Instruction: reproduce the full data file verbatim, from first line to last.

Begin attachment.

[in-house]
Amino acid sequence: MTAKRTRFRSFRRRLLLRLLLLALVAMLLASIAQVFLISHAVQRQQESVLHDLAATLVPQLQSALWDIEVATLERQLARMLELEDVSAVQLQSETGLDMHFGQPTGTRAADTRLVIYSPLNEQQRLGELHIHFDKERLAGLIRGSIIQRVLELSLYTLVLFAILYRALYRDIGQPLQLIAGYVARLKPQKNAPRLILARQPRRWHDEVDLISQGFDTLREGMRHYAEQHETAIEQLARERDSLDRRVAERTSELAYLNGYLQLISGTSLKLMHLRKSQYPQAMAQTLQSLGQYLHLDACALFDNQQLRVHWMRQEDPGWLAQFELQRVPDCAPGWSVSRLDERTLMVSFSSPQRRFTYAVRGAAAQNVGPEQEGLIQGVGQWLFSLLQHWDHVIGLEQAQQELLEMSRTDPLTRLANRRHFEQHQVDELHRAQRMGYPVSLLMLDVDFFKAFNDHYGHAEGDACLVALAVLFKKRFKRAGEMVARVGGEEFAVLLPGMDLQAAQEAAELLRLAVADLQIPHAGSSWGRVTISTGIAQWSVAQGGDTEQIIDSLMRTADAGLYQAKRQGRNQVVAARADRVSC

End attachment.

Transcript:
[in-house]
Amino acid sequence: MTAKRTRFRSFRRRLLLRLLLLALVAMLLASIAQVFLISHAVQRQQESVLHDLAATLVPQLQSALWDIEVATLERQLARMLELEDVSAVQLQSETGLDMHFGQPTGTRAADTRLVIYSPLNEQQRLGELHIHFDKERLAGLIRGSIIQRVLELSLYTLVLFAILYRALYRDIGQPLQLIAGYVARLKPQKNAPRLILARQPRRWHDEVDLISQGFDTLREGMRHYAEQHETAIEQLARERDSLDRRVAERTSELAYLNGYLQLISGTSLKLMHLRKSQYPQAMAQTLQSLGQYLHLDACALFDNQQLRVHWMRQEDPGWLAQFELQRVPDCAPGWSVSRLDERTLMVSFSSPQRRFTYAVRGAAAQNVGPEQEGLIQGVGQWLFSLLQHWDHVIGLEQAQQELLEMSRTDPLTRLANRRHFEQHQVDELHRAQRMGYPVSLLMLDVDFFKAFNDHYGHAEGDACLVALAVLFKKRFKRAGEMVARVGGEEFAVLLPGMDLQAAQEAAELLRLAVADLQIPHAGSSWGRVTISTGIAQWSVAQGGDTEQIIDSLMRTADAGLYQAKRQGRNQVVAARADRVSC